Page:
Morrish Bible Dictionary [3]

Besides the common use of this word, it is employed symbolically for to 'consume, destroy:' they "eat up my people as they eat bread."  Psalm 14:4; cf.  Proverbs 30:14;  Habakkuk 3:14;  2 Timothy 2:17 . Also for receiving, digesting, and delighting in God's words: "Thy words were found, and I did eat them; and thy word was unto me the joy and rejoicing of mine heart: for I am called by thy name, O Lord God of hosts."  Jeremiah 15:16 . To eat together of the same bread or food is a token of friendship.  Joshua 9:14;  Psalm 41:9;  Song of Solomon 5:1;  John 13:18; and such an expression of intimacy is forbidden towards those walking disorderly.  1 Corinthians 5:11 . It is used to express the satisfaction of doing the work that is before the soul: the Lord said, "I have meat to eat that ye know not of."  John 4:32 . Also to express appropriation to the eater of the death of Christ: "except ye eat the flesh of the Son of man, and drink his blood, ye have no life in you."  John 6:53 . (In  John 6:51,53 there is eating for reception, φάγω; and in   John 6:54,56,57 , eating as a present thing for the maintenance of life, τρώγω.) In theLord's Supper theChristian eats that which is a symbol of the body of Christ,  Matthew 26:26 , and in eating he has communion with Christ's death.  1 Corinthians 10:16 .

American Tract Society Bible Dictionary [4]

The Jews would have considered themselves polluted by eating with people of another religion, or with any who were ceremonially unclean or disreputable-as with Samaritans,  John 4:9 , publicans,  Matthew 9:11 , or Gentiles,  Acts 10:28   Galatians 2:12 . Eating together was an established token of mutual confidence and friendship, a pledge of friendly relations between families, which their children were expected to perpetuate. The rites of hospitality were held sacred; and to this day, among the Arabs, a fugitive is safe for the time, if he gains the shelter of even an enemy's tent. The abuse of hospitality was a great crime,  Psalm 41:9 .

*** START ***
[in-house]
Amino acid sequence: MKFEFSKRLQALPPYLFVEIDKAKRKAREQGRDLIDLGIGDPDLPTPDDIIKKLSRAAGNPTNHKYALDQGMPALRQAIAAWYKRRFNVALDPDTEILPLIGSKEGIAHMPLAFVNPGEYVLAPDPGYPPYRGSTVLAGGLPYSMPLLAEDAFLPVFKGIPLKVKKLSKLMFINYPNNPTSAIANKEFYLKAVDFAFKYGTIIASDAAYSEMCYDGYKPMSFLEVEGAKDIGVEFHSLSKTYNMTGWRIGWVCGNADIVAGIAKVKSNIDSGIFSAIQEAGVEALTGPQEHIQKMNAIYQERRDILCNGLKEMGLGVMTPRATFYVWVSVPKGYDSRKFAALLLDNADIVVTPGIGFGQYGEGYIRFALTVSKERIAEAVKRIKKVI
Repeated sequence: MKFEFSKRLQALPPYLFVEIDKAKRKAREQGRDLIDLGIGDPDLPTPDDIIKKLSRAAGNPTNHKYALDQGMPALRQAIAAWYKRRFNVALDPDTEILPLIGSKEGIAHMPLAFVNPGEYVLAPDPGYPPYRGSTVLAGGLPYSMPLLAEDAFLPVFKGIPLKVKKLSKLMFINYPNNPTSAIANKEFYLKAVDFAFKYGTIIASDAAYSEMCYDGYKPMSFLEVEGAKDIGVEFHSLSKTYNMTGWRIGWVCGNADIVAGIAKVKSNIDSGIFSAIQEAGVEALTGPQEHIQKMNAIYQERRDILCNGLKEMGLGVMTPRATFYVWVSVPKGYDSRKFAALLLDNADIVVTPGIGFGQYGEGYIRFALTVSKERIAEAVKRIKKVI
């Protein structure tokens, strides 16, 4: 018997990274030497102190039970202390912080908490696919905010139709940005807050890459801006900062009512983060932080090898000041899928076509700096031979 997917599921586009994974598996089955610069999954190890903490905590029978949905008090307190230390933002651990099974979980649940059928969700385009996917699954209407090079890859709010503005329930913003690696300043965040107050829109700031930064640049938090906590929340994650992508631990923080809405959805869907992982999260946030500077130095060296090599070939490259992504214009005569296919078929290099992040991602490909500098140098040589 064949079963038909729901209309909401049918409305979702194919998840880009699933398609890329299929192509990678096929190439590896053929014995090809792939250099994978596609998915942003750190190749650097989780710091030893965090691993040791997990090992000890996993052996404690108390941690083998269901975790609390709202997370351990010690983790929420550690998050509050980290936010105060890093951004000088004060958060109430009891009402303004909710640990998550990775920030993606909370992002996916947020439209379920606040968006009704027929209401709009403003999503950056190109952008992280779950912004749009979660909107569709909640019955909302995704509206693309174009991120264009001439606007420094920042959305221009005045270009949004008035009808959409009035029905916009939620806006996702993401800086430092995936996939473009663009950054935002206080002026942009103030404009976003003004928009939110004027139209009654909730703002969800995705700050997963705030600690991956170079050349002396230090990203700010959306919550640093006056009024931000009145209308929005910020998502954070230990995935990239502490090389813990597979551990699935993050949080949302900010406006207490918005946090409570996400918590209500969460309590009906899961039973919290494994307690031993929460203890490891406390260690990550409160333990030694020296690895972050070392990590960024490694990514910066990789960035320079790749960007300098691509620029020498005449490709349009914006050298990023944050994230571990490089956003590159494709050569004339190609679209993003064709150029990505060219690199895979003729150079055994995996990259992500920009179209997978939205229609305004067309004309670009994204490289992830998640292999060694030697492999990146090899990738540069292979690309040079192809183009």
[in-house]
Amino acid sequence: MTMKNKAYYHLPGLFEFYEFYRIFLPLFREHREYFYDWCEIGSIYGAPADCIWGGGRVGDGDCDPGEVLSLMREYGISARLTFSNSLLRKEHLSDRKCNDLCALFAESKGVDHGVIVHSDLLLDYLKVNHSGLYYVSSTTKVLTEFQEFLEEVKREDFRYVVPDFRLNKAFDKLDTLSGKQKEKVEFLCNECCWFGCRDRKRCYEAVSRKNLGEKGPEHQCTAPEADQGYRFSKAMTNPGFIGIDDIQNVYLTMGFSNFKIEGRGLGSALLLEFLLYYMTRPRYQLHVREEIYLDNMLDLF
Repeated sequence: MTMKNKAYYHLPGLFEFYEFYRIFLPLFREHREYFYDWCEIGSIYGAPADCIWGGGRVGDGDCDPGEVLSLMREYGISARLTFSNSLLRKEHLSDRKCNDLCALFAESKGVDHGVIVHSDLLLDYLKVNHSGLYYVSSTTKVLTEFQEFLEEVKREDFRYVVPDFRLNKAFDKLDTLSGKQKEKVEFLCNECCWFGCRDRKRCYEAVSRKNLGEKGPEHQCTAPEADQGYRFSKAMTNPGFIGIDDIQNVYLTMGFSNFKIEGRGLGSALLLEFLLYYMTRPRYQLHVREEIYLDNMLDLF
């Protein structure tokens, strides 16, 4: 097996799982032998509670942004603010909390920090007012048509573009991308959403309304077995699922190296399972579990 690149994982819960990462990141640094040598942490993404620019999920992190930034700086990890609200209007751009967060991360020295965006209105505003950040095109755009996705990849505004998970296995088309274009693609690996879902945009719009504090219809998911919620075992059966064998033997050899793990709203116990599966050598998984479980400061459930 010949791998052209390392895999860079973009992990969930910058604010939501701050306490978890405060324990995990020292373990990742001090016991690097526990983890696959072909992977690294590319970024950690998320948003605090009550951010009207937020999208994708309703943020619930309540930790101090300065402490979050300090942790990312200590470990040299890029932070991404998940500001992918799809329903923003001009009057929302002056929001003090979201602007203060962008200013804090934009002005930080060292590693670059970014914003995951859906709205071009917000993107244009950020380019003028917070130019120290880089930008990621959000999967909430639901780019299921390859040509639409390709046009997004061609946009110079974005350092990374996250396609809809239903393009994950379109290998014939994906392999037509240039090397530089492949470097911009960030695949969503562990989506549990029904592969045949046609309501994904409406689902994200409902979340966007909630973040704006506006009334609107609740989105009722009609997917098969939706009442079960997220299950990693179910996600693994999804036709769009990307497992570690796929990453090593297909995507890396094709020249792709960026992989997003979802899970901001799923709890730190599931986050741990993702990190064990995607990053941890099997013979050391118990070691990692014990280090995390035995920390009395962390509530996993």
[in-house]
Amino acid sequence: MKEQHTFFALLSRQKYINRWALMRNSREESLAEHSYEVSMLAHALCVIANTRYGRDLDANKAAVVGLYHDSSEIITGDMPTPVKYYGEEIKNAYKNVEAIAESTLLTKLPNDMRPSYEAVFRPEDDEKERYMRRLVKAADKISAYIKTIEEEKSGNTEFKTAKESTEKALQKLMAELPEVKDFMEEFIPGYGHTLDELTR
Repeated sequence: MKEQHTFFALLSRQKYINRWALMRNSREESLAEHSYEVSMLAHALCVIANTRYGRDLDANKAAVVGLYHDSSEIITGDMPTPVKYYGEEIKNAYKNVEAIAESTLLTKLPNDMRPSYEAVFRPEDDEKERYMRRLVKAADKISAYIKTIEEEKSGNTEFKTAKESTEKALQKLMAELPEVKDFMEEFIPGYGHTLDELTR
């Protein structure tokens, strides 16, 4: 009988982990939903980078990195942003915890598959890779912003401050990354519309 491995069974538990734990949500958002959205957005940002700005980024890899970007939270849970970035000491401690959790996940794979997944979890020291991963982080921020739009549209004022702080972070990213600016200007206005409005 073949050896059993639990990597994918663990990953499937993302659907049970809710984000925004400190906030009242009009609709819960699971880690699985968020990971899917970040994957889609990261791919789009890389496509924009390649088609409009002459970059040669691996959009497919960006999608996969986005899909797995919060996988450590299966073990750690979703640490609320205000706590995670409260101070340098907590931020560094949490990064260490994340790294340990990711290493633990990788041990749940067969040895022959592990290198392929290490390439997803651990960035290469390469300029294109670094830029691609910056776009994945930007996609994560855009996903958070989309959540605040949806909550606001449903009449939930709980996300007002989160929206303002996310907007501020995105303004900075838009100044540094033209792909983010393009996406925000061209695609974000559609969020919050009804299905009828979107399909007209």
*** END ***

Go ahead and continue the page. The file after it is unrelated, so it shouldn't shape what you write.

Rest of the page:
To "eat" a book, is to make its precepts, promises, and spirit one's own,  Jeremiah 15:16   Ezekiel 3:1   John 4:14   Revelation 10:9 . So to eat Christ's flesh and drink his blood, is to receive him as a Savior, and by a living faith to be imbued with his truth, his Spirit, and his heavenly life,  John 6:32-58 .

Easton's Bible Dictionary [5]

 Genesis 43:32 John 4:9 Matthew 9:11 Luke 7:36-50 Genesis 43:16 1 Kings 20:16 Ruth 2:14 Luke 14:12 Jeremiah 15:16 Ezekiel 3:1 Revelation 10:9 John 6:53-58

Webster's Dictionary [6]

(1): ( n.) The act of tasking food; the act of consuming or corroding.

(2): ( n.) Something fit to be eaten; food; as, a peach is good eating.

(3): ( p. pr. & vb. n.) of Eat

King James Dictionary [7]

E'ATING, ppr. Chewing and swallowing consuming corroding.

Holman Bible Dictionary [8]


Cyclopedia of Biblical, Theological and Ecclesiastical Literature [9]

Bibliography Information McClintock, John. Strong, James. Entry for 'Eating'. Cyclopedia of Biblical, Theological and Ecclesiastical Literature. Harper & Brothers. New York. 1870.